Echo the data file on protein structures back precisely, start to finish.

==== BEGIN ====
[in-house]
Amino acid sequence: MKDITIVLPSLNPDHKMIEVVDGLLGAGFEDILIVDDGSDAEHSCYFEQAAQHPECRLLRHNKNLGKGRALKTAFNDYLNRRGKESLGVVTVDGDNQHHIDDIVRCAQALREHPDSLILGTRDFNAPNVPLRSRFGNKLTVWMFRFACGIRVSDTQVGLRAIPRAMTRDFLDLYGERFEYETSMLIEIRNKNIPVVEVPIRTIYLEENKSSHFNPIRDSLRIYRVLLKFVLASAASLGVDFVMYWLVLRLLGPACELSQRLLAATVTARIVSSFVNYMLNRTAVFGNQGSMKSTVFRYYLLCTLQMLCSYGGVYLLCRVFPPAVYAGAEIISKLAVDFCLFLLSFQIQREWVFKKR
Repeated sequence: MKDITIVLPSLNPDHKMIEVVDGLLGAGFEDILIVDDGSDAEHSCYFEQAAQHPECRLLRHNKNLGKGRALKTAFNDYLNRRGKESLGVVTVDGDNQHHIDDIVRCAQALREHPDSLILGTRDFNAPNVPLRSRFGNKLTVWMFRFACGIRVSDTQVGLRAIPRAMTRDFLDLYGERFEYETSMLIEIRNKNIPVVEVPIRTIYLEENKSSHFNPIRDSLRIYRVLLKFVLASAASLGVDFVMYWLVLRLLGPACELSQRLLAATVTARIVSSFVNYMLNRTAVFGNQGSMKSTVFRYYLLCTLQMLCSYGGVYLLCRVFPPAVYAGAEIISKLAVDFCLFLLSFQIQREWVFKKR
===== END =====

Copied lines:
[in-house]
Amino acid sequence: MKDITIVLPSLNPDHKMIEVVDGLLGAGFEDILIVDDGSDAEHSCYFEQAAQHPECRLLRHNKNLGKGRALKTAFNDYLNRRGKESLGVVTVDGDNQHHIDDIVRCAQALREHPDSLILGTRDFNAPNVPLRSRFGNKLTVWMFRFACGIRVSDTQVGLRAIPRAMTRDFLDLYGERFEYETSMLIEIRNKNIPVVEVPIRTIYLEENKSSHFNPIRDSLRIYRVLLKFVLASAASLGVDFVMYWLVLRLLGPACELSQRLLAATVTARIVSSFVNYMLNRTAVFGNQGSMKSTVFRYYLLCTLQMLCSYGGVYLLCRVFPPAVYAGAEIISKLAVDFCLFLLSFQIQREWVFKKR
Repeated sequence: MKDITIVLPSLNPDHKMIEVVDGLLGAGFEDILIVDDGSDAEHSCYFEQAAQHPECRLLRHNKNLGKGRALKTAFNDYLNRRGKESLGVVTVDGDNQHHIDDIVRCAQALREHPDSLILGTRDFNAPNVPLRSRFGNKLTVWMFRFACGIRVSDTQVGLRAIPRAMTRDFLDLYGERFEYETSMLIEIRNKNIPVVEVPIRTIYLEENKSSHFNPIRDSLRIYRVLLKFVLASAASLGVDFVMYWLVLRLLGPACELSQRLLAATVTARIVSSFVNYMLNRTAVFGNQGSMKSTVFRYYLLCTLQMLCSYGGVYLLCRVFPPAVYAGAEIISKLAVDFCLFLLSFQIQREWVFKKR